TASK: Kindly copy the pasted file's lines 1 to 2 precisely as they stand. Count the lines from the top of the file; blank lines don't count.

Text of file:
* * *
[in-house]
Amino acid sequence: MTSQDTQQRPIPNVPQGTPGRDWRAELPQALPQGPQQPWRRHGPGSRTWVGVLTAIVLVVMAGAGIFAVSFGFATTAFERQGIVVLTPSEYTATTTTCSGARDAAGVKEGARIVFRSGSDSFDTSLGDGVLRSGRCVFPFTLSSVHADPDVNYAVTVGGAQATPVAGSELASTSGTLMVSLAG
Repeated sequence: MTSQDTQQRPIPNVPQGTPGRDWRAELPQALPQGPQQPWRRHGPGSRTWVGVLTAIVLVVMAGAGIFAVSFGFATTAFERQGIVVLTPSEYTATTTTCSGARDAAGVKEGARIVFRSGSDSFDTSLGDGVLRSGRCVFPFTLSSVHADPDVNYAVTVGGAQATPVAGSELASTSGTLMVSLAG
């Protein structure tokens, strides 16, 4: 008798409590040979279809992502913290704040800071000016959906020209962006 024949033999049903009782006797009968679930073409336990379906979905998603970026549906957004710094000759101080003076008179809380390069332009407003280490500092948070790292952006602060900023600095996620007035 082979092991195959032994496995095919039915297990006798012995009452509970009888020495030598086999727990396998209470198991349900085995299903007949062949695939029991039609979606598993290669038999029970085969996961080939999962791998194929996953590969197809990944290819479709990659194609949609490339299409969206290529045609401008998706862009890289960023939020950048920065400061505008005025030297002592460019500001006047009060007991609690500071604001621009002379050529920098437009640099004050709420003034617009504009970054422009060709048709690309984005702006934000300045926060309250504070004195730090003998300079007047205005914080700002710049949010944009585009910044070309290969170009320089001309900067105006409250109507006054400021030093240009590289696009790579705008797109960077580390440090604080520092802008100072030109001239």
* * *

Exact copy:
[in-house]
Amino acid sequence: MTSQDTQQRPIPNVPQGTPGRDWRAELPQALPQGPQQPWRRHGPGSRTWVGVLTAIVLVVMAGAGIFAVSFGFATTAFERQGIVVLTPSEYTATTTTCSGARDAAGVKEGARIVFRSGSDSFDTSLGDGVLRSGRCVFPFTLSSVHADPDVNYAVTVGGAQATPVAGSELASTSGTLMVSLAG